Point of View
Desperate to rebuild their reputations, many banks have missed out on capitalising on the full brand experience, which is what really needs to be done to win back customers’ loyalty. Trust is still important, but the game has changed: the way consumers experience a financial brand has become as important as the products and services it offers. The brands playing the game best are not necessarily mainstream banks, but smaller, local challengers and brands from sectors outside of banking, including retailers, smartphone manufacturers and payment providers.
Millward Brown’s BrandZ™ data, gathered over 11 years studying the world’s most valuable global brands, proves that business success is tied directly to innovation. Most importantly, it is driven by the perception that a brand is innovating, and in ways that will make people’s lives better. Consumers need to see and feel this innovation in the brand experience. This leads to brand love, which is what grows financial brand value.
Love and feelings are not the way we’ve ever talked about banking before, but it’s critical that the financial services sector starts thinking in these terms. Global banks have lost 11% of their value over the last year, according to BrandZ, and regional banks 12%. We’re at a tipping point, and it’s the disruptors who are recognising what consumers need and successfully filling the gaps. They’re using technology not just to innovate and create new functionality, but to drive a great brand experience.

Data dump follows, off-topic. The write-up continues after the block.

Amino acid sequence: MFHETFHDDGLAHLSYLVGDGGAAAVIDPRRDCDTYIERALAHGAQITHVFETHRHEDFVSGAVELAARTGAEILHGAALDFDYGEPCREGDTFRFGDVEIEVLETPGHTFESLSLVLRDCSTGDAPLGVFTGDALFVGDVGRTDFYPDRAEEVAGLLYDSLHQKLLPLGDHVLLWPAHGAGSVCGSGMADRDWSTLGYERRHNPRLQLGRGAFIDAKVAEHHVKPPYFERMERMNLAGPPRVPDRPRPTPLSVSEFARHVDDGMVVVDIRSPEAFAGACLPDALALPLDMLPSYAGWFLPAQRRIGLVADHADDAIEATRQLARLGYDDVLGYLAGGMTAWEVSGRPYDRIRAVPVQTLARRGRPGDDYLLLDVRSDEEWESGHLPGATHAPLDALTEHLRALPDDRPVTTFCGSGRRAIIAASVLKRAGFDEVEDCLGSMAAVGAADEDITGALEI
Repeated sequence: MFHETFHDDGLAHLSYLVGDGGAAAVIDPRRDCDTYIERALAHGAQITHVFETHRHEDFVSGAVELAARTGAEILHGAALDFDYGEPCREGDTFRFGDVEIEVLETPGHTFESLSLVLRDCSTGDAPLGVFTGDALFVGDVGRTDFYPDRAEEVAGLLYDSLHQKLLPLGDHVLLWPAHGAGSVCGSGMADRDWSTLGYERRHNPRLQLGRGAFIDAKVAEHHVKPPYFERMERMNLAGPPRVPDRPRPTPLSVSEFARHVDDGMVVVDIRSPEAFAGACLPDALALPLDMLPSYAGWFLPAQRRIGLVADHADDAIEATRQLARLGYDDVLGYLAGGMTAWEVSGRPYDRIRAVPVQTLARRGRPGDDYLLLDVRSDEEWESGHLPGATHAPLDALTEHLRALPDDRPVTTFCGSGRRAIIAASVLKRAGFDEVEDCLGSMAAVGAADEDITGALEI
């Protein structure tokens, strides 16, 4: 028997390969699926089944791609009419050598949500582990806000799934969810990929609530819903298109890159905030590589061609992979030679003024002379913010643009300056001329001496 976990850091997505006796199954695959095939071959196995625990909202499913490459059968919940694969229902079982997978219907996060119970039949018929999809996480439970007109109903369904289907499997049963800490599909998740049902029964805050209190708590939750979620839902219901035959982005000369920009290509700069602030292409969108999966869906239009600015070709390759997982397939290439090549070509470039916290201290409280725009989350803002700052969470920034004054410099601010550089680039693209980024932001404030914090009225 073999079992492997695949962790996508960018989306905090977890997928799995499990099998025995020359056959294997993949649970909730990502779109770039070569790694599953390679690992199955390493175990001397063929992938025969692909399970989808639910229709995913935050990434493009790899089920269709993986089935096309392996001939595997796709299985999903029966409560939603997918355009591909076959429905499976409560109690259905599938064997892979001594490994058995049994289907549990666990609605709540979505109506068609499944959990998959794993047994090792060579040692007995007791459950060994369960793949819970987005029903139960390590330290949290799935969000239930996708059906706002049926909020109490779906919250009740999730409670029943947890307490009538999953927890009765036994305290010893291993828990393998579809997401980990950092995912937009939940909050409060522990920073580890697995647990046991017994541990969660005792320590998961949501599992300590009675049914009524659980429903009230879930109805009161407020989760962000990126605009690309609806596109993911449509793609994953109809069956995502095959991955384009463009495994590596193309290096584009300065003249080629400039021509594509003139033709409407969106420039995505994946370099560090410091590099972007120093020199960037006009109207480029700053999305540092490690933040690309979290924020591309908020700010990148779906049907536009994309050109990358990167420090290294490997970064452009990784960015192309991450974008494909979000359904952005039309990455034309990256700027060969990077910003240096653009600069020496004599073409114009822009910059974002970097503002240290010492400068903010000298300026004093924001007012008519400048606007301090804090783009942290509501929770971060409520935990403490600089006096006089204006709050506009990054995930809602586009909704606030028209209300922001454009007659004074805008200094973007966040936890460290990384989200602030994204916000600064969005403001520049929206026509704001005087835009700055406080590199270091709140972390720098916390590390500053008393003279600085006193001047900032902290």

One third of millennials don’t think they’ll need a bank in five years, according to a study by creative consultancy Scratch, a division of Viacom. They’re ready to use current accounts, loans and savings products provided by the brands they like and already trust to deliver their shopping or social media services.
Many major banks are not innovating fast enough to meet the needs of the rising numbers of mobile and online banking users, and this has allowed other brands to move in. Mobile functionality is key, driven by the rise of the millennials who were born in a digital world and demand convenience – particularly when they’re making payments. In fast-growth markets including Africa and Indonesia, consumers have skipped the intermediate ‘online banking’ step and moved directly to mobile banking. Adoption is slower in Europe and the US, but it is happening.
In Africa, telecoms companies have stepped in to offer mobile payment services and savings products, while retailer Alibaba’s AliPay is now one of the main ways people in China transfer money.
Ecommerce brands in particular have found themselves perfectly positioned to move into the credit space and add value. They have the infrastructure in place, and big data to help them target relevant customer segments. Unlike mainstream banks they’re not bogged down in a branch-based structure that requires them to transform their business model. They come with a fresh set of eyes, and the ability to build something new.
Attracting consumers and meeting their expectations is about more than simply providing online or mobile access to financial services offerings. The experience – the way the brand delivers a service, and how it engages its customers – has to be effective.